Curiosities

Are algae plants

Algae are organisms that have proven and continue to be of vital importance on our planet. However, despite their great importance, they are also great unknown to the general public, which ends up relegating them to a position of “marine plants”. But are algae plants or not? We already anticipate that algae are not plants. They share some characteristics with these, but they also have important distinctions between them.

Why are algae not plants

To begin with, we must define what we consider “plants”. If we refer to the species that belong to the Plantae kingdom , we would have to take into account that some algae are classified within it, although most are part of the Protista kingdom , which includes those organisms that are not animals, plants, fungi or bacteria. We recommend that you find out more in these articles about the Plantae Kingdom: what it is, characteristics, classification and examples and the Protista Kingdom: what it is, characteristics, classification and examples .

However, the usual meaning of the term plant is more limited, referring practically exclusively to embryophytes , those known as terrestrial plants and which group bryophytes , ferns, club mosses and plants with seeds. And algae are not part of any of these groups.

Is there some kind of relationship between algae and plants? Of course yes. All embryophytes evolved from a certain group of green algae. So what is the difference between algae and plants?

  • Algae develop almost entirely in an aquatic environment, so they do not need many of the structures that plants have developed.
  • Algae have no roots that absorb water, no xylem or phloem .
  • Also, unlike plants, algae can be unicellular and their embryos do not go through a diploid multicellular sporophyte stage, which plants do.
  • Among other differences, when it comes to pigments, some algae have phycobilins, a type of pigment that is only found in algae and cyanobacteria.

The characteristics of algae

These are the main characteristics of algae :

  • If we have to mention the characteristics of algae, the main and most striking would be their simple structure, which is called thallus and replaces the roots, stem, leaves and vascular tissue of plants . Since algae grow in aquatic environments, they do not need all these structures to absorb and conduct water.
  • Algae are both unicellular and multicellular organisms , although in the latter case each cell performs all the functions instead of grouping into specialized tissues.
  • They are capable of photosynthesis thanks to their pigments and chloroplasts, although not all are green pigmented: those found at greater depths, such as brown and red algae, have developed more sensitive pigments capable of absorbing light where it barely reaches.
  • Thanks to their ability to photosynthesize, they are autotrophic organisms , like plants.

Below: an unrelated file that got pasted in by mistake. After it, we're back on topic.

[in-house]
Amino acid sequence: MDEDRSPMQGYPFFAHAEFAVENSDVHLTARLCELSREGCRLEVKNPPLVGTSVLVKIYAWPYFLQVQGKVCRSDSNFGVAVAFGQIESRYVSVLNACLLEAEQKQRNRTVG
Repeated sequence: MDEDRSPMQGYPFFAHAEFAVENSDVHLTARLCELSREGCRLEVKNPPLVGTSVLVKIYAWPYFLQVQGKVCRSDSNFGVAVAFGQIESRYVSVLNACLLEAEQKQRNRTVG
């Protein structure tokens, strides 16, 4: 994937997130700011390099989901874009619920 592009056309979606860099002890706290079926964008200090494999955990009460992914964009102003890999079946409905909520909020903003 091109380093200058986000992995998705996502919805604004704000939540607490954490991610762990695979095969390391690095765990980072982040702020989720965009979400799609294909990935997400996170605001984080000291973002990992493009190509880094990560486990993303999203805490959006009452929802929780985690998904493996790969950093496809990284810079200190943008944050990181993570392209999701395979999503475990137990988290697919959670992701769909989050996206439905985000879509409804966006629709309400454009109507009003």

• They can also reproduce both sexually and asexually.
  • They usually develop in seas, lakes and rivers, either at the bottom of these or on the surface of their rocks, and their sizes are enormously varied: from microscopic, to some that exceed 50 meters in length.

Algae can be classified into 7 large types with well differentiated characteristics:

Green algae

Its scientific name is Chlorophyta and it is mainly freshwater algae, although not exclusively. There are thousands of species of green algae, both unicellular and multicellular. Their cell walls are made of cellulose, with several chloroplasts and one or two flagella.

Red algae

With a scientific name Rhodophyta, these algae mainly inhabit the oceans and seas of tropical areas, especially coral reefs. Their cells also have cellulose walls, but they do not have flagella or centrioles. They reproduce asexually by spores, or sexually with alternation of functions between generations.

Brown algae

Paeophyta are among the most numerous in the world’s oceans. They have developed anchoring fabrics and air bags that allow them to float. Its asexual reproduction is by spores, while sexual reproduction is by gametes.

Greenish yellow algae

Xantohpyta do not comprise more than between 500 and 600 varieties. They are unicellular algae with cellulose and silica membranes, which have one or two flagella. They have chloroplasts but no pigments, hence their color, and they tend to inhabit fresh waters, forming small colonies.

Golden algae and diatoms

Chrysophyta are the most widespread of the single-celled algae. They inhabit both fresh and salty waters and diatoms , in fact, are a very important part of phytoplankton.

Fire algae

Pyrrophyta are divided into dinoflagellates and cryptocurrencies. The former form the so-called red tides and give the group its popular name for its bioluminescence, which makes it seem that the sea is on fire at night. They can be very poisonous. The latter also share their ability to cause serious damage to the environment, although their coloration is more brownish.

Euglenidas algae

The Euglenophyta do not have cell walls as such, although they protect their cells with a layer of proteins very similar to the cell walls of animal organisms. They have chloroplast, so they can photosynthesize in much the same way as plants.

Some examples of algae known and consumed by man are:

  • Wakame.
  • Kombu.
  • Nori.
  • Irish moss.
  • Espirulina.
  • Jelly.

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